I have always wanted to make a positive impact on people’s lives. The We Can Project allows me to meet with students and communities all over the US and Canada who are inspired by the song. I am blown away by the ideas that kids come up with, and the way it can connect a community by giving them an opportunity to rally around a cause that really matters. I love that I get to be even a small part of that.
The We Can Project has already achieved a great deal. What are your project goals for the next few years?
I have a couple of “I Can” and “We Can” goals. One is to complete the NYC Marathon every year. I used to run to raise money for The Christopher and Dana Reeve Foundation, which supports people with paralysis and spinal chord injuries. Now I run to raise money for Lyme Disease research. I also really want to start expanding my audience and touring schedule internationally. I’d love to be performing more in Europe and Asia.
What’s been your favourite memory from the project so far?
There was a school outside of Toronto a couple of years ago that created a “We Can” project called “We Can build a home”. One of the families in the neighborhood lost their house after it burned down. Every month, the school would do a different fundraiser, and on weekends, teachers and students would go and help Habitat for Humanity literally build the house. At the end of the year, they had a brand new house, and presented a huge check to Habitat for Humanity. I got to go the ceremony where the family received the keys. It was a really wonderful, emotional day.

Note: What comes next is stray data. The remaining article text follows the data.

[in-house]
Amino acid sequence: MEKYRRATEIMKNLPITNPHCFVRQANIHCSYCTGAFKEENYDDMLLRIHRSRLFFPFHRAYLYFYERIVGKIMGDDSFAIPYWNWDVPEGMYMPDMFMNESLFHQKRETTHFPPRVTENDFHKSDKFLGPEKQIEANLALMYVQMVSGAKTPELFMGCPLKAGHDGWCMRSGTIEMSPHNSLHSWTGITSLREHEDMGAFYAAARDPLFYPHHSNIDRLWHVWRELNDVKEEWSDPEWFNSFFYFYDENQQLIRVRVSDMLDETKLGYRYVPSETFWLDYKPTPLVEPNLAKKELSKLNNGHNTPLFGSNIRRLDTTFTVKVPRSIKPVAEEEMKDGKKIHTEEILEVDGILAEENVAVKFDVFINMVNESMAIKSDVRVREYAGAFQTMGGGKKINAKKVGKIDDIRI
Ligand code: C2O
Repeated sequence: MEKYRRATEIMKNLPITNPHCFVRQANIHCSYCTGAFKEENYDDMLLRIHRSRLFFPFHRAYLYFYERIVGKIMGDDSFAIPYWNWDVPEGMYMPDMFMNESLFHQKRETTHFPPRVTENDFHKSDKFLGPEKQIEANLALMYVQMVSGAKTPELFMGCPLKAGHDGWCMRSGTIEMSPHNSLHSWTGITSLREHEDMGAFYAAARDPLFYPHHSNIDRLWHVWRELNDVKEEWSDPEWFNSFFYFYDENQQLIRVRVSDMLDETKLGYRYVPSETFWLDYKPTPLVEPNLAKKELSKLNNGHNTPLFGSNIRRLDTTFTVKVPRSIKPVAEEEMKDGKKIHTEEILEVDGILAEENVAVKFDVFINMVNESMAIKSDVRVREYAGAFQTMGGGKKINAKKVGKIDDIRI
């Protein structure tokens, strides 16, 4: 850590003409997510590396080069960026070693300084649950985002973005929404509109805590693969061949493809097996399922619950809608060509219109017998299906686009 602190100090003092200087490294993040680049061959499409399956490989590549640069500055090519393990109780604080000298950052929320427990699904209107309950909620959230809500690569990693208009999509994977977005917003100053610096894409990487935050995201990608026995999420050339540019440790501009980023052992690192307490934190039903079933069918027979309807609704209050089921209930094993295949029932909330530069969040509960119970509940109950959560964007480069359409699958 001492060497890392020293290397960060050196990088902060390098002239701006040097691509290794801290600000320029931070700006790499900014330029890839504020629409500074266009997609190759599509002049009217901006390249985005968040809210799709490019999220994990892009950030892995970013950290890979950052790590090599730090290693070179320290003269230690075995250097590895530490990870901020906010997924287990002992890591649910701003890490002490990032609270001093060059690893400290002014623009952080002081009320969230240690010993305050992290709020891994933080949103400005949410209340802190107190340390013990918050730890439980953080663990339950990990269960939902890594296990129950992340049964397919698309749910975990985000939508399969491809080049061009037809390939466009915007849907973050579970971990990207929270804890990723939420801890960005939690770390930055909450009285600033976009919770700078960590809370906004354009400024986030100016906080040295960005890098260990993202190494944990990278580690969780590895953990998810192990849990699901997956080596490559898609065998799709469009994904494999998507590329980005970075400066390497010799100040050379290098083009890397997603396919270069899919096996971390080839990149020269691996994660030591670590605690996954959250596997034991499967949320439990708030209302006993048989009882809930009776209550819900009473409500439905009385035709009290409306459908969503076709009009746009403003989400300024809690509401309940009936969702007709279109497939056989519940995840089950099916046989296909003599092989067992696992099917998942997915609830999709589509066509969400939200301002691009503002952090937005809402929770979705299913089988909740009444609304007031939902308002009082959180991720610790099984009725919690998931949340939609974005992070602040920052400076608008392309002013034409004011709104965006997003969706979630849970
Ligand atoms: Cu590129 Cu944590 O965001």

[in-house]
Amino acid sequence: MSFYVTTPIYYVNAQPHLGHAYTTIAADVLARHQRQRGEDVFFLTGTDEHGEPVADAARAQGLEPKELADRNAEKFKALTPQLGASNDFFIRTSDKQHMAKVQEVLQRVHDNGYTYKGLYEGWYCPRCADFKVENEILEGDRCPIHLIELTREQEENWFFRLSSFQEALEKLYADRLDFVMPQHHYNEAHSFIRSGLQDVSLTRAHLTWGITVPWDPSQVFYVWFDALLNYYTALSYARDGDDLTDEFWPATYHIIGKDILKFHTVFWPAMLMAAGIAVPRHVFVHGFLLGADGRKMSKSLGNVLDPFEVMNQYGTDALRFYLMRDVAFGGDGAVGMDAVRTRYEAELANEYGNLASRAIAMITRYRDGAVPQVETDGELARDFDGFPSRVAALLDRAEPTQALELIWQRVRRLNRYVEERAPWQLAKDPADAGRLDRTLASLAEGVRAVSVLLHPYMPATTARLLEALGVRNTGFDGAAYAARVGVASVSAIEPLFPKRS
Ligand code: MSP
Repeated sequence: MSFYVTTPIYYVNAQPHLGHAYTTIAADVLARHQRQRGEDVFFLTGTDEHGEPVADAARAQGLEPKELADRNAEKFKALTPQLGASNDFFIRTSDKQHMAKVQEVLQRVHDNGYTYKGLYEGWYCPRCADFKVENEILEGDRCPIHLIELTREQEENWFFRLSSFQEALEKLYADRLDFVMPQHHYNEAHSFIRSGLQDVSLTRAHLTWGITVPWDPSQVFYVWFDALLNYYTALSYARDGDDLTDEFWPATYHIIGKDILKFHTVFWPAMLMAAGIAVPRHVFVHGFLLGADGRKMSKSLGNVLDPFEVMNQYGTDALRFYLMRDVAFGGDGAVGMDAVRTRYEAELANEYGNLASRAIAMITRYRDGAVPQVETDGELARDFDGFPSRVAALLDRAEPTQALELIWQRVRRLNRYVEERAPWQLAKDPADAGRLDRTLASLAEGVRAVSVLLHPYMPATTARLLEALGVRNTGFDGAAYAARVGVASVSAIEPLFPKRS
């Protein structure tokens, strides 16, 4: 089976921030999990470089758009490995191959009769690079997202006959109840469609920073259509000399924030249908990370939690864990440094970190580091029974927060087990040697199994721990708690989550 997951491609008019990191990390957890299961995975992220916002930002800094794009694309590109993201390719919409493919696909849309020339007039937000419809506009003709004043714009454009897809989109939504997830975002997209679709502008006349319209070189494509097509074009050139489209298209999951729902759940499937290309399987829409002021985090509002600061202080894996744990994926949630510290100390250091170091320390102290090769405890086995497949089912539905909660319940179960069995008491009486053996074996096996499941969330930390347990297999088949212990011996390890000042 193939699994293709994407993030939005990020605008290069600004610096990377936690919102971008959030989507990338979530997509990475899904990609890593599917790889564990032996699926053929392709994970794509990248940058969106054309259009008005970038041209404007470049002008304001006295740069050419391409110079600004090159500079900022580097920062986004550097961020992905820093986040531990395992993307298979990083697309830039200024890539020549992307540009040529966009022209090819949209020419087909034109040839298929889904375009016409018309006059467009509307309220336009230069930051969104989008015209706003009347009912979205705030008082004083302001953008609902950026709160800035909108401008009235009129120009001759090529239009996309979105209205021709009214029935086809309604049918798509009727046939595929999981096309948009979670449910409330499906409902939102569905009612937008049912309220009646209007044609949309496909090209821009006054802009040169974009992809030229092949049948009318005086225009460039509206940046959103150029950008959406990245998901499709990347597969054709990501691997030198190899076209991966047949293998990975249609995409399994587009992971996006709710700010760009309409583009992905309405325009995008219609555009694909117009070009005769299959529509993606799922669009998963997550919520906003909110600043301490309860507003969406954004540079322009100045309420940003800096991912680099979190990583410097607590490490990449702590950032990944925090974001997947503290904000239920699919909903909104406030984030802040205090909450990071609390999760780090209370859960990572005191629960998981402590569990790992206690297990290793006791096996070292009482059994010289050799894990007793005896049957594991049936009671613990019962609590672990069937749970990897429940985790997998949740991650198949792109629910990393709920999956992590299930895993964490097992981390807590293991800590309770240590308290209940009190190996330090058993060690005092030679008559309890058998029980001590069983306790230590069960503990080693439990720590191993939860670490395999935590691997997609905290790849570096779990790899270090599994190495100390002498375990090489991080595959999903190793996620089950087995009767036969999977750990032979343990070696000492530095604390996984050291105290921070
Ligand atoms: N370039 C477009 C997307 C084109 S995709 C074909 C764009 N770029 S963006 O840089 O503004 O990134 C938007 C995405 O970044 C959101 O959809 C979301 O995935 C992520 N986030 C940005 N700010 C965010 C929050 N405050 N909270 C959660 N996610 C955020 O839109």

You were diagnosed with Lyme’s Disease when you were 26. What impact did that have on your life and career?
It’s was the hardest thing I’ve ever had to deal with. I’ve always been a pretty healthy person, so to all of a sudden start dealing with a chronic illness every day was not something I was ready for. I had to drop everything and focus totally on my health. No touring, no writing, no e-mails. Before I got sick, my career was going really well. So it was hard to let everything go. It really tested my relationships too. The conversation around chronic illness in this country is often not empowering to the people who are suffering. The way that I describe Lyme is that it takes everything about your life that makes you happy, and takes it away. I couldn’t read, or write, or listen to music. I didn’t spend time with friends or family, because I couldn’t focus. There were days I couldn’t walk in a straight line. My memory became really bad. I was angry and scared and felt sick constantly.
You wrote ‘This Is Why I Need You’ after your diagnosis. Can you tell us more about the song?